Saudi artists join roster for prestigious Sotheby’s auction 

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DUBAI: Here are the highlights from Sotheby’s Modern & Contemporary Middle East sale, which runs Apr. 11-25.


Abdulhalim Radwi 


Radwi’s ability “to merge popular culture and sentiments with newly acquired artistic techniques serves as a precursor to contemporary Saudi art today,” Sotheby’s states in its auction notes. Radwi’s mother — an artist herself — is credited with nurturing his ability as a child, but it was in Rome in the 1960s that his skills truly flourished as he began to explore abstraction. He is recognized as one of the first Saudis to pursue further education abroad, and in the seven years he lived in Italy, he exhibited nine times. When he returned to his homeland in 1968, he began to teach art. “Though absorbed by Western artistic discourses, Radwi did not stray from local heritage and traditions, and instead invoked his own narrative of the Arab world through cubism and expressionism, setting himself apart from his contemporaries,” the auction notes state. 

This piece, according to Sotheby’s is “exemplary” of Radwi’s later work, “which became more engaged with the artist’s cultural identity.” It depicts the old neighborhoods of Saudi towns “through a futurist scene blending traditional Ottoman architecture with contemporary influences.”  

The notes continue: “The very essence of his works lies not in their physicality but in the emotions they trigger.”  


Taha Al-Sabban  

‘Untitled (Boats)’ 

Al-Sabban was born in Makkah in 1948, just eight years after Abdulhalim Radwi. The latter became something of a mentor to Al-Sabban, having, according to Sotheby’s “a profound effect” on his development as an artist, selecting him for one of the first exhibitions at the Jeddah Centre of Fine Arts. Encouraged by Radwi, Al-Sabban, too, studied abroad, first in Beirut and then in Rome. 

“Al-Sabban recognized the cultural necessity of art in Europe, which lent itself to his enduring fascination with his own culture and traditions. The holy city of Mecca, his birthplace, and the ancient city of Jeddah, to which he relocated, are central influences to the artist’s oeuvre; he derived inspiration from the rich history and variety of the people that he encountered in the city, its rituals, landscape, and social life,” the auction notes state. This expressionistic work was produced while he lived in Jeddah, where he had developed a deep love for the sea. “Here, he captures in abstract the nature of the ocean through a cool, deep palette and vertical energy, as if the forms rise, swaying, from the sea floor.” 


Inji Efflatoun 

‘Untitled (Baking)’ 

Efflatoun was an important figure in Egyptian culture not just for her artworks, but for her social activism. As a young adult, she shunned her privileged aristocratic background, joining several left-wing organizations, and promoting anti-imperialist and anti-nationalist causes. “Her political convictions are mirrored in her compositions, depicting the predicaments of Egyptians under social inequalities,” Sotheby’s states. 

In 1959, Efflatoun was imprisoned as part of a crackdown on communism in Egypt. Upon her release four years later, she continued to paint, but produced less overtly political work. However, as Sotheby’s notes, and as this 1971 work shows, “she persisted in representing the working class and its living conditions, the one cause which always animated her.”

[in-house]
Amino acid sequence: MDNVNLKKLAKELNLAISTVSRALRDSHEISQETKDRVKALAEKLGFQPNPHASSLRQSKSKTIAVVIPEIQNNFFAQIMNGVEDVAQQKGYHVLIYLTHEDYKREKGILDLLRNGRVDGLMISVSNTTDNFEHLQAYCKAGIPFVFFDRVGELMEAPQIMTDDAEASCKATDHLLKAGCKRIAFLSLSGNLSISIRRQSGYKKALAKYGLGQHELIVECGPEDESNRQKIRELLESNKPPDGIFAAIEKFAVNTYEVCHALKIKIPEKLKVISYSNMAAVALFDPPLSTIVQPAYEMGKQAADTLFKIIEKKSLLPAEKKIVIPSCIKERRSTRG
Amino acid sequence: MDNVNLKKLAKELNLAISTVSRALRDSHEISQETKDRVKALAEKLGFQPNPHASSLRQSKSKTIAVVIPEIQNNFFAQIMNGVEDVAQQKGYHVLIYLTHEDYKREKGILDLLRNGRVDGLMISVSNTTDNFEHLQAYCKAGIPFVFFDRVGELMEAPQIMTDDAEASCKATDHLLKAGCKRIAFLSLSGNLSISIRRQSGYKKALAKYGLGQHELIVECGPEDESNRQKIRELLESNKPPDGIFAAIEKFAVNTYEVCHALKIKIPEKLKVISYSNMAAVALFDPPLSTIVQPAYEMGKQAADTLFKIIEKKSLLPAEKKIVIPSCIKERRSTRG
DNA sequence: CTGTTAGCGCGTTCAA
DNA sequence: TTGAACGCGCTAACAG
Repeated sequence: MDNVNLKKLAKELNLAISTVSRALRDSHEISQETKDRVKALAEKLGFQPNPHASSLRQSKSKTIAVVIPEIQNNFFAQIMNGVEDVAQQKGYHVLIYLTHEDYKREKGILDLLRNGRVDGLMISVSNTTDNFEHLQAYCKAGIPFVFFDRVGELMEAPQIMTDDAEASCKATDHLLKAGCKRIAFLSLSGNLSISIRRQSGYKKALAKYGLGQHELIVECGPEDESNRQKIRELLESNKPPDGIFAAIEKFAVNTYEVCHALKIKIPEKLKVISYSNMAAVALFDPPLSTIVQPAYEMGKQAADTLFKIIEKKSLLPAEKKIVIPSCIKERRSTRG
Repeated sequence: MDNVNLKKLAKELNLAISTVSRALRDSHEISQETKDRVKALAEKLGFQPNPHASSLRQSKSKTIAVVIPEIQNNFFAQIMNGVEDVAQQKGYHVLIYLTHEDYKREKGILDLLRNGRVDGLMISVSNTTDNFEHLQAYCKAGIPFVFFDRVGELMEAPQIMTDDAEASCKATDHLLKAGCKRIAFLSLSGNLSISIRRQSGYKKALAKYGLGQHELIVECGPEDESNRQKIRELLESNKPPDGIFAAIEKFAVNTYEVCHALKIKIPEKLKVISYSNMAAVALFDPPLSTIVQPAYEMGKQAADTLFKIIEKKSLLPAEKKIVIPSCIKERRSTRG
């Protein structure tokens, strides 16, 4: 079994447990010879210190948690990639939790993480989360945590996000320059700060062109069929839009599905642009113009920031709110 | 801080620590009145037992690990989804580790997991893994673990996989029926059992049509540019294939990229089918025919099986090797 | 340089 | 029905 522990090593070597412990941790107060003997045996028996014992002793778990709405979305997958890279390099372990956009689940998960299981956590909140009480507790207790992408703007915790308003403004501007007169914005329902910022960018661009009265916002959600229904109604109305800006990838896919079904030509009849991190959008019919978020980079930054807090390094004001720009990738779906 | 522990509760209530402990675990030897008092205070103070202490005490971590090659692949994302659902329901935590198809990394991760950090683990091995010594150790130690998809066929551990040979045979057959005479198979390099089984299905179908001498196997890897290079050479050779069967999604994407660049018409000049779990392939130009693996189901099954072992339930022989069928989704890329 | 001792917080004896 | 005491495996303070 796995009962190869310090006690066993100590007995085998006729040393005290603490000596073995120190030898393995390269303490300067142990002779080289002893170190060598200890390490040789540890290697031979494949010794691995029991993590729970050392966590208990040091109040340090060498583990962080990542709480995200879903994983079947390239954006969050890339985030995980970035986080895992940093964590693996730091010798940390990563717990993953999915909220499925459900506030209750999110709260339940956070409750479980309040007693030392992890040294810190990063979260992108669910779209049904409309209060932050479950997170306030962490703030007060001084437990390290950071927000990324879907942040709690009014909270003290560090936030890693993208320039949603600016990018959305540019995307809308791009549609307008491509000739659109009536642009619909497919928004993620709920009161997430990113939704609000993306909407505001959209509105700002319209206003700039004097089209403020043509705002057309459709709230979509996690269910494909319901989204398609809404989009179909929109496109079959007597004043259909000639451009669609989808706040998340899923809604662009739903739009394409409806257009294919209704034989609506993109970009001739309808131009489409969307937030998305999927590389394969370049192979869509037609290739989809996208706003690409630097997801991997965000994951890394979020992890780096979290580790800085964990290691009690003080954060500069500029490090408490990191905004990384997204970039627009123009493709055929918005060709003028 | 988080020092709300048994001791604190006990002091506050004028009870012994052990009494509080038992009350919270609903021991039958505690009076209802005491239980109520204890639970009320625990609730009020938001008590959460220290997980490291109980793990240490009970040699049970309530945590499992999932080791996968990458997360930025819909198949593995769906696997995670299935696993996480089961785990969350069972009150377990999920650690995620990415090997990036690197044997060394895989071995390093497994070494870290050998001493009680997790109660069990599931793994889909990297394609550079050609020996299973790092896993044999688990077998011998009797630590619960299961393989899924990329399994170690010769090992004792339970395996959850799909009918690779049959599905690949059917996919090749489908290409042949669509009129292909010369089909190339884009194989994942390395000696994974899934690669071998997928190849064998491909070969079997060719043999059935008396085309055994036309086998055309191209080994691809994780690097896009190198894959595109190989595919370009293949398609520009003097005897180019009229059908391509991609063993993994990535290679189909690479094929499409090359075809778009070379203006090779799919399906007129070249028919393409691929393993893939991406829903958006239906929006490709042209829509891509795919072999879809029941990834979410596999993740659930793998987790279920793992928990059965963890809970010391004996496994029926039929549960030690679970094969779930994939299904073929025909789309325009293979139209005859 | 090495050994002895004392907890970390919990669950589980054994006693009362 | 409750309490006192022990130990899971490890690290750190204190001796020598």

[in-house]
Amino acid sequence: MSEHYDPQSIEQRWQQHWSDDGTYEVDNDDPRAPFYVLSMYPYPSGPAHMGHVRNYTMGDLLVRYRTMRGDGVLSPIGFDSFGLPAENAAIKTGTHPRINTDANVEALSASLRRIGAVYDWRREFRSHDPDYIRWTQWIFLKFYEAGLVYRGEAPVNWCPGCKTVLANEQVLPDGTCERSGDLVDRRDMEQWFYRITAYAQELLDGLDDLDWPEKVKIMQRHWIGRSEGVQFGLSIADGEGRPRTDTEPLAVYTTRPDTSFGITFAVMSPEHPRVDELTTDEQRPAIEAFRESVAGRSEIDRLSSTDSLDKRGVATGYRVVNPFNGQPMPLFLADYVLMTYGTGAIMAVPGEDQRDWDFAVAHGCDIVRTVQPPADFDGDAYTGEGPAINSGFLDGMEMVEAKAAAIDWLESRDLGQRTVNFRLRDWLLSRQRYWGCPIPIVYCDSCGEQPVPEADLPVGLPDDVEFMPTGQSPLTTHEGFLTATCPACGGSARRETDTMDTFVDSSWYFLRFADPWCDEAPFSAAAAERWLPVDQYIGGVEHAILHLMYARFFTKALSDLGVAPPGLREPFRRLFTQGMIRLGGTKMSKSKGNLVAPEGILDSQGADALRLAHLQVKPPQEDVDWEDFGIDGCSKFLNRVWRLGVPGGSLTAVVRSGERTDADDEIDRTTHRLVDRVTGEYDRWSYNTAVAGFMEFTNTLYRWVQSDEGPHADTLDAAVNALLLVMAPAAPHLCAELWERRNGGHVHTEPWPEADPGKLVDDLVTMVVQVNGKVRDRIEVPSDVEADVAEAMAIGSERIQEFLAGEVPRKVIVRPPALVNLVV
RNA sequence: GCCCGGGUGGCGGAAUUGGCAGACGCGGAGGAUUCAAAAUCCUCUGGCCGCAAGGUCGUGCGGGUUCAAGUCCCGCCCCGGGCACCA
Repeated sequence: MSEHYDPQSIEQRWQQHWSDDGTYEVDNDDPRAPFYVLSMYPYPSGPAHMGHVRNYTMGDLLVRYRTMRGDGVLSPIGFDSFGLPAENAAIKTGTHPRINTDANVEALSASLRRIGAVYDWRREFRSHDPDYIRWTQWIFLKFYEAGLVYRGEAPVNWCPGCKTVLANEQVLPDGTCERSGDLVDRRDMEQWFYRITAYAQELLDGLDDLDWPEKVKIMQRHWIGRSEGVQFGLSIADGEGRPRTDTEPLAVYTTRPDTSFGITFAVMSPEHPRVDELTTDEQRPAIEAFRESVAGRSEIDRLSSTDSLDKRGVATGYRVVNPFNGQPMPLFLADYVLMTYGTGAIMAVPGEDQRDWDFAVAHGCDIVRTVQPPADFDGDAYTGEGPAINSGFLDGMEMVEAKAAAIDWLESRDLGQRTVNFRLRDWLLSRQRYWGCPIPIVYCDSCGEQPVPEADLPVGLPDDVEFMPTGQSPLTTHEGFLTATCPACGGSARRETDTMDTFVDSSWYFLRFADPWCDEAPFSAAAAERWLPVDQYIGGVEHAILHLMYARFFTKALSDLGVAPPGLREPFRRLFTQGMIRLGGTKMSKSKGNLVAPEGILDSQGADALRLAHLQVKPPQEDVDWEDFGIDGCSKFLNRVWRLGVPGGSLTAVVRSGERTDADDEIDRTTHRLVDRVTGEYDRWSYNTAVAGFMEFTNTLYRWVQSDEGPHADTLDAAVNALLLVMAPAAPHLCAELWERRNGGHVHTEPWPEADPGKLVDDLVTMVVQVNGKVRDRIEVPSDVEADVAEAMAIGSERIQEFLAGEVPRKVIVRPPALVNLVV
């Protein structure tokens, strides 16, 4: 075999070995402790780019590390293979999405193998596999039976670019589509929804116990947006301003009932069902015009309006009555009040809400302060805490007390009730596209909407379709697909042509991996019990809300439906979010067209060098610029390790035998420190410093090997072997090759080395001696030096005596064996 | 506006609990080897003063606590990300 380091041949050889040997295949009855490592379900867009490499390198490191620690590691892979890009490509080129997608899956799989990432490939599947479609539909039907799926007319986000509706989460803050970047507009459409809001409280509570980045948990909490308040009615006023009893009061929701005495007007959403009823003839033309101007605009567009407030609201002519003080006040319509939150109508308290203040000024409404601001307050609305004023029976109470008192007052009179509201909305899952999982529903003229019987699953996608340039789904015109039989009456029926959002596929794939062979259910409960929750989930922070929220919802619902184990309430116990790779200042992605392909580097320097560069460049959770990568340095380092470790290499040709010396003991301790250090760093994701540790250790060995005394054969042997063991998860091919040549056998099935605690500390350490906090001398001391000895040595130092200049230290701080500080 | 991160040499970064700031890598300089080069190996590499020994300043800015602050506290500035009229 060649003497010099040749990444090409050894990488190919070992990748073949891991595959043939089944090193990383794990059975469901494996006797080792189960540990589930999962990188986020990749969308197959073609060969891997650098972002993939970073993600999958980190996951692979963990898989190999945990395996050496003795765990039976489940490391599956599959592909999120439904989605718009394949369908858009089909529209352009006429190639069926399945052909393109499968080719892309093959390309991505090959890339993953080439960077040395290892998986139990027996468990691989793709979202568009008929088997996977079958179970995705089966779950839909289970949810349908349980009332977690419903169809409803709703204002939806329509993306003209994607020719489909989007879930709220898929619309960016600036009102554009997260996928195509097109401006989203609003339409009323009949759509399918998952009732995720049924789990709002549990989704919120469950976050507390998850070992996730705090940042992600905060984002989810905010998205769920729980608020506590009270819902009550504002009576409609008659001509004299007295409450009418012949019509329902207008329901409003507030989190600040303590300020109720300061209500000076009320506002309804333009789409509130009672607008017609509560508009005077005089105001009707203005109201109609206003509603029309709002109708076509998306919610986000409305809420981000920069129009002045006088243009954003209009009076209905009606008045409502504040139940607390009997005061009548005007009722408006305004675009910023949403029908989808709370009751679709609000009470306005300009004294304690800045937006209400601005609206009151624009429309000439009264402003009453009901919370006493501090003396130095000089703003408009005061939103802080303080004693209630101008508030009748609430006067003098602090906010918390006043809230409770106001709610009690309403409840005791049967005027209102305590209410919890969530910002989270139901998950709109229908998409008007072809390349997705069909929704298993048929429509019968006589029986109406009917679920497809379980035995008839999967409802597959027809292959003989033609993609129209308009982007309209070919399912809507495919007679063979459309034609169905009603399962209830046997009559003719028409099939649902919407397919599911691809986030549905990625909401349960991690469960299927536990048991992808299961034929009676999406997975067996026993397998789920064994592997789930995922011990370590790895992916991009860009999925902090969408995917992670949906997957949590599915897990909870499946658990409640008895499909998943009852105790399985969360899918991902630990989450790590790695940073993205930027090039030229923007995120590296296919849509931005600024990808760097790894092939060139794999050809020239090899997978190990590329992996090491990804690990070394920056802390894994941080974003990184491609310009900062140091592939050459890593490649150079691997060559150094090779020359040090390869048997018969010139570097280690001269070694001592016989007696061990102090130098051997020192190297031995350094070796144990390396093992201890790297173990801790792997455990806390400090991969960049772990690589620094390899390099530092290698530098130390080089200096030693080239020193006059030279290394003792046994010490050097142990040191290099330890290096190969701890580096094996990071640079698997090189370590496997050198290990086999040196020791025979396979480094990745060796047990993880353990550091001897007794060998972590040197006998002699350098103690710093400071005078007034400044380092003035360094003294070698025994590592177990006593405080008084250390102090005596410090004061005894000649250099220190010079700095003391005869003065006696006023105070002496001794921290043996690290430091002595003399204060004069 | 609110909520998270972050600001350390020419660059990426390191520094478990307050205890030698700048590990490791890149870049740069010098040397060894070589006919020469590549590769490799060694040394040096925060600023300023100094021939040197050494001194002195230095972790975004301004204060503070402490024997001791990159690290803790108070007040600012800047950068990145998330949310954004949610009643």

Mohamed Hamidi  


This veteran painter is considered one of Morocco’s finest artists. He studied in France before returning to teach in his homeland, where he took part in the seminal “Manifesto” exhibition in Marrakech in 1969, as one of the co-founders of the Moroccan Association of Plastic Arts. 

Morocco’s Loft Art Gallery says of the artist, “The whole of Hamidi’s work focuses on the body, whose representation he pushes to the limits of abstraction with the use of increasingly refined forms. He demonstrates a keen interest in African art and its symbols. Bright colors also characterize his work.” 


Faik Hassan 

‘Untitled (The Three Wise Men)’ 

Recognized as a central figure in Iraqi contemporary art, Hassan’s work, Sotheby’s states, is “marked by technical skill and variation through a vast exploration of stylistic genres, Hassan has been labelled a primitivist, an impressionist, and a cubist,” according to the auction notes. “His exploration of styles prompted a break with academic restrictions. He is most commonly known for his realistic depictions of everyday life in Iraq. His works are dominated by Iraqi villagers, laborers, horsemen, and landscapes, all conveyed with an emotional fragility, regardless of style.” 


Tarek Al-Ghoussein 

‘K Files – 655’ 

This work is from the late Kuwaiti artist’s “K Files” series, which, according to The Third Line gallery in Dubai, “documents found material from family albums, antique shops, the Internet and other sources in an ongoing process. The performative photographs feature interactions between the artist and sites of grandness and importance in an attempt to track significant places in Kuwait’s development.” 


Chant Avedissian 

‘Tahiya Carioca (no 45)’  

Much of Avedissian’s work focuses on figures from Cairo’s “Golden Age,” although the vibrant images are inspired by the often-dark nationalism of those times. In this work, Sotheby’s states, “the artist’s nostalgia manifests itself through an image of Tahiya Carioca, the Egyptian belly dancer and film actress who is a household name across the Middle East. Carioca’s life intertwined with the forces of liberation and was filled with art and rebellion. Avedissian deploys sophisticated stencils to readapt a popular picture of Carioca. In doing so, he linked himself directly to media imagery from the mid-20th century.” 

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